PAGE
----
Organizing your entryway

IMG_3558beforeIMG_3622afterAfter an emotionally satisfying reorganization of my closet, I moved on to tackle the entry of my home. Some of you are probably lucky enough to have an entry hall, or some sort of entryway to your home. However, I have a door that opens into the living room. No entryway. So, I’ve had to make one.

When I moved in, I built a small shelf and attached knobs to it to make something to hang my coats on. I set it behind the door. It’s worked out great, but I started to use that space for everything. Soon hats and shoes and bags and everything started piling up behind the door.  A good place to put things, but it was starting to look cluttered.

My first order of business was to get a floor rack for placing shoes, hats and such. I happened to have some scrap wood to work with so I built mine. I built a shelf into mine and bought a few fabric boxes at Target to put my gloves and scarves in. Now I actually have a bit of an entryway, and somewhere to place my things.

There are a number of great things you can do to organize your entryway, whether you can build it yourself or not!

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Organizing your closet

A while back, I came across this 31-day challenge to a better organized home on the cheap. While I love this idea, I just don’t have 31 days in a row to devote to organizing. As, I had noted in one of my very first posts, I truly believe that keeping your home clean and organized is key to being a successful homemaker – in fact, I listed it as number one! In all honesty, though, it is the one I have the hardest time with. I feel like I am always playing catch-up on the housecleaning. Last weekend, inspired by Deb’s post on closet audits, I decided it was time to tackle my closet. Let me share how I did it, and some helpful hints on how to keep your closet organized!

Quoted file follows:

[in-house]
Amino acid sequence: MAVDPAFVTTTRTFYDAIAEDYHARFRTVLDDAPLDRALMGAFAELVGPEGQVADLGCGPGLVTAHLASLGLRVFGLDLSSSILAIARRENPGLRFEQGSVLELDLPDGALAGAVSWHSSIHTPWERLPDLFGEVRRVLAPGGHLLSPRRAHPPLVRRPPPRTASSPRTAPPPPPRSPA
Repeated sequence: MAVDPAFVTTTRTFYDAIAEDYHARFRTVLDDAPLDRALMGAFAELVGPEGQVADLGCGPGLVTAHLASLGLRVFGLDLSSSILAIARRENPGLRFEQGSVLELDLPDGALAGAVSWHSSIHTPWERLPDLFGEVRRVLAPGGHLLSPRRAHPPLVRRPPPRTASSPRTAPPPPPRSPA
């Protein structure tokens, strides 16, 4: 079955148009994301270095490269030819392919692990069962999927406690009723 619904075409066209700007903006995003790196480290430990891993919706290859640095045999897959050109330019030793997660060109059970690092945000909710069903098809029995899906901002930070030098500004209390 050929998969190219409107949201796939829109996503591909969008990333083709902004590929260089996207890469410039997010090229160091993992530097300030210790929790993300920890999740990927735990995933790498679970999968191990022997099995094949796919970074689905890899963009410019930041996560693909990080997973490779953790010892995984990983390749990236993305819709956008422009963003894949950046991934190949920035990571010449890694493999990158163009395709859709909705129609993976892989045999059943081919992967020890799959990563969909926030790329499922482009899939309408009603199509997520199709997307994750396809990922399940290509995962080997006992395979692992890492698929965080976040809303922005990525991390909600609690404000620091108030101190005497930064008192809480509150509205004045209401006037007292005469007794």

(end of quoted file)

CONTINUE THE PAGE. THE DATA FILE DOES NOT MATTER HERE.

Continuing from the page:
Hanging Clothes: As you can see from the ‘before’ picture, my hanging clothes are really not that bad off. But the shoes are a disaster, and the shelves on either side of the closet are just overloaded. First things first, I emptied my closet of the hanging clothes, one clothing type at a time. Skirts, shirts, pants, etc. I tried on nearly everything, and following Deb’s instructions, divided into piles: Keep, Toss, Fix and “how do I wear this?”  I’m pretty good at tossing items I no longer use. But I had a few surprises. Of the 19 skirts in my closet, I tossed 11! But nearly all the shirts stayed.

HELPFUL HINT #1: When hanging your clothes, the hangers you use are key. A year or so ago, I got rid of all my clunky plastic hangers and replaced them with thin, felted hangers. These are great for three reasons: One is that they take up so much less space in your closet. Second is that the felting on the hangers keeps your clothes from slipping off the hanger. No more need for those annoying ribbon hangers that seem to be attached to every piece of clothing nowadays. Third is that they’re just so much prettier!

HELPFUL HINT #2: As you can see from the pictures below, I have this great second-tier hanger. It provides a lower hanging bar for a second level of hanging clothes. I love this thing. Be sure to hang shorter clothes from it, so as to not block the shoes on the floor!

HELPFUL HINT #3: Many people have different ways of hanging their clothes – by color, by what they go with, etc. As for me, my clothes are hung by type. My shirts are all hung together. And in order of type of shirt. Sleeveless first, then short sleeve – first the t-shirts and knits, followed by button up. Same with the long-sleeve – t-shirts and knits, followed by button up. Then, the sweaters, cardigans and pullovers grouped together. This may seem a bit OCD, but this will help you so much when you’re putting your clothes away. And it will help you to always find what you’re looking for.

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